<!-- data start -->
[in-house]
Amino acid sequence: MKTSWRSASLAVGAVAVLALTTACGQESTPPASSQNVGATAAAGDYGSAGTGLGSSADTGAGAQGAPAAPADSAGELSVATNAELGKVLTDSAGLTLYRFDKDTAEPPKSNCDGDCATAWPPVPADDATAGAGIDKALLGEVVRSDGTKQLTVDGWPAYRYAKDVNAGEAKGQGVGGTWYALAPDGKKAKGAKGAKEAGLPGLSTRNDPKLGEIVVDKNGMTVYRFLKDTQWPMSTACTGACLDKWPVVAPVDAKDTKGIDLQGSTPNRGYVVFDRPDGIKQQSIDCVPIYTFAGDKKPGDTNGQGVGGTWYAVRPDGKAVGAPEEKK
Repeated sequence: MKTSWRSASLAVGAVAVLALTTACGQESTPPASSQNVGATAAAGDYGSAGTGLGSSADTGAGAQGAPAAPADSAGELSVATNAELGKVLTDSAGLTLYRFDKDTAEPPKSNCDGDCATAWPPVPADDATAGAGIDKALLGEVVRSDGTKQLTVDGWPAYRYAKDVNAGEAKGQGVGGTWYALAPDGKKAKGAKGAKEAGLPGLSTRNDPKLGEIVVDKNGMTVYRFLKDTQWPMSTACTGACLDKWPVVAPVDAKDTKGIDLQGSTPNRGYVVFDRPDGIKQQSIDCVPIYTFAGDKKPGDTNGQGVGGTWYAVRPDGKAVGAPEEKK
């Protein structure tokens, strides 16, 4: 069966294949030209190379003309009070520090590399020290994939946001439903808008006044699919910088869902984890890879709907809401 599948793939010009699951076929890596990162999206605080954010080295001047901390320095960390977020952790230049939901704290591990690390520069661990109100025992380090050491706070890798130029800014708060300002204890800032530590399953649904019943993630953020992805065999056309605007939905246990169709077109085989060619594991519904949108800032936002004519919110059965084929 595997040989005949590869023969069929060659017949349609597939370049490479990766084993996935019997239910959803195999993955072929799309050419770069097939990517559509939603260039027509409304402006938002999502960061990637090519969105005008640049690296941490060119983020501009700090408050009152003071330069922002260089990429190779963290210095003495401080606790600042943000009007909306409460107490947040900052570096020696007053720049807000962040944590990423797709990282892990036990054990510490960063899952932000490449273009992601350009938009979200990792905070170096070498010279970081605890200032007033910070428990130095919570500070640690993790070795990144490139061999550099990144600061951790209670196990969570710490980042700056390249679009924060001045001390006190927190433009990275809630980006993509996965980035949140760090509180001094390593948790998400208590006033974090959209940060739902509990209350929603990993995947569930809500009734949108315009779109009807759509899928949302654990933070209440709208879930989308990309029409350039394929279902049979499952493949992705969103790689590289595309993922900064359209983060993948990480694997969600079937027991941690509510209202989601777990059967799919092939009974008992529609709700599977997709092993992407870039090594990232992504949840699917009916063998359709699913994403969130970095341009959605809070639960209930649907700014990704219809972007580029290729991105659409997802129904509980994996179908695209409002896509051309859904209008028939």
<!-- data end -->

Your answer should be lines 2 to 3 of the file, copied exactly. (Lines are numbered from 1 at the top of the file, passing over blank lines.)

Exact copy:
Amino acid sequence: MKTSWRSASLAVGAVAVLALTTACGQESTPPASSQNVGATAAAGDYGSAGTGLGSSADTGAGAQGAPAAPADSAGELSVATNAELGKVLTDSAGLTLYRFDKDTAEPPKSNCDGDCATAWPPVPADDATAGAGIDKALLGEVVRSDGTKQLTVDGWPAYRYAKDVNAGEAKGQGVGGTWYALAPDGKKAKGAKGAKEAGLPGLSTRNDPKLGEIVVDKNGMTVYRFLKDTQWPMSTACTGACLDKWPVVAPVDAKDTKGIDLQGSTPNRGYVVFDRPDGIKQQSIDCVPIYTFAGDKKPGDTNGQGVGGTWYAVRPDGKAVGAPEEKK
Repeated sequence: MKTSWRSASLAVGAVAVLALTTACGQESTPPASSQNVGATAAAGDYGSAGTGLGSSADTGAGAQGAPAAPADSAGELSVATNAELGKVLTDSAGLTLYRFDKDTAEPPKSNCDGDCATAWPPVPADDATAGAGIDKALLGEVVRSDGTKQLTVDGWPAYRYAKDVNAGEAKGQGVGGTWYALAPDGKKAKGAKGAKEAGLPGLSTRNDPKLGEIVVDKNGMTVYRFLKDTQWPMSTACTGACLDKWPVVAPVDAKDTKGIDLQGSTPNRGYVVFDRPDGIKQQSIDCVPIYTFAGDKKPGDTNGQGVGGTWYAVRPDGKAVGAPEEKK